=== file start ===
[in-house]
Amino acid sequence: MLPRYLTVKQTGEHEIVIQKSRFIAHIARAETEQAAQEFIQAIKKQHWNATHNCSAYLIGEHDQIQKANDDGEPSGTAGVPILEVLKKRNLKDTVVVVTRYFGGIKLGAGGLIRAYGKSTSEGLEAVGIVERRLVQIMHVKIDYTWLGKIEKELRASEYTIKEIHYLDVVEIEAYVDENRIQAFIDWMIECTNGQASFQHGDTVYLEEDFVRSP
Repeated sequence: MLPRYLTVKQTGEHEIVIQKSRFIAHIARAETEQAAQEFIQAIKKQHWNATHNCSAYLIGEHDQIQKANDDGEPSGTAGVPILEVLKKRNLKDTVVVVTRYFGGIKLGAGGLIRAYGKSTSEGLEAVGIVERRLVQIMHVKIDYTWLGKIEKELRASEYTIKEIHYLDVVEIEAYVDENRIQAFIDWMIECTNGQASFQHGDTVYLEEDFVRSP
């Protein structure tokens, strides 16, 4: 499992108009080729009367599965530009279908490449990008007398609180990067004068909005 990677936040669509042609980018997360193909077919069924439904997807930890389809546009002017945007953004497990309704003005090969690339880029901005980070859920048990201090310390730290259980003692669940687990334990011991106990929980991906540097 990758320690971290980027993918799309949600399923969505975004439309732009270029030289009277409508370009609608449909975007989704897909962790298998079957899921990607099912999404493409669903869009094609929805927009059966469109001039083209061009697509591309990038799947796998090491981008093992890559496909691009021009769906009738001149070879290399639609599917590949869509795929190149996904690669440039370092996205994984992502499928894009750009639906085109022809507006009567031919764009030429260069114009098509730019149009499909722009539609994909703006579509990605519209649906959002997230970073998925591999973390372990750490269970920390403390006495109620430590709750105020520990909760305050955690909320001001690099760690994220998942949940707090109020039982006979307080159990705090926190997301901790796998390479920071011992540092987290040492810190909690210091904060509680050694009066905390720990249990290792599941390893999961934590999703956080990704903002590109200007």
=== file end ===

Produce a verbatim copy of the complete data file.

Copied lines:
[in-house]
Amino acid sequence: MLPRYLTVKQTGEHEIVIQKSRFIAHIARAETEQAAQEFIQAIKKQHWNATHNCSAYLIGEHDQIQKANDDGEPSGTAGVPILEVLKKRNLKDTVVVVTRYFGGIKLGAGGLIRAYGKSTSEGLEAVGIVERRLVQIMHVKIDYTWLGKIEKELRASEYTIKEIHYLDVVEIEAYVDENRIQAFIDWMIECTNGQASFQHGDTVYLEEDFVRSP
Repeated sequence: MLPRYLTVKQTGEHEIVIQKSRFIAHIARAETEQAAQEFIQAIKKQHWNATHNCSAYLIGEHDQIQKANDDGEPSGTAGVPILEVLKKRNLKDTVVVVTRYFGGIKLGAGGLIRAYGKSTSEGLEAVGIVERRLVQIMHVKIDYTWLGKIEKELRASEYTIKEIHYLDVVEIEAYVDENRIQAFIDWMIECTNGQASFQHGDTVYLEEDFVRSP
């Protein structure tokens, strides 16, 4: 499992108009080729009367599965530009279908490449990008007398609180990067004068909005 990677936040669509042609980018997360193909077919069924439904997807930890389809546009002017945007953004497990309704003005090969690339880029901005980070859920048990201090310390730290259980003692669940687990334990011991106990929980991906540097 990758320690971290980027993918799309949600399923969505975004439309732009270029030289009277409508370009609608449909975007989704897909962790298998079957899921990607099912999404493409669903869009094609929805927009059966469109001039083209061009697509591309990038799947796998090491981008093992890559496909691009021009769906009738001149070879290399639609599917590949869509795929190149996904690669440039370092996205994984992502499928894009750009639906085109022809507006009567031919764009030429260069114009098509730019149009499909722009539609994909703006579509990605519209649906959002997230970073998925591999973390372990750490269970920390403390006495109620430590709750105020520990909760305050955690909320001001690099760690994220998942949940707090109020039982006979307080159990705090926190997301901790796998390479920071011992540092987290040492810190909690210091904060509680050694009066905390720990249990290792599941390893999961934590999703956080990704903002590109200007």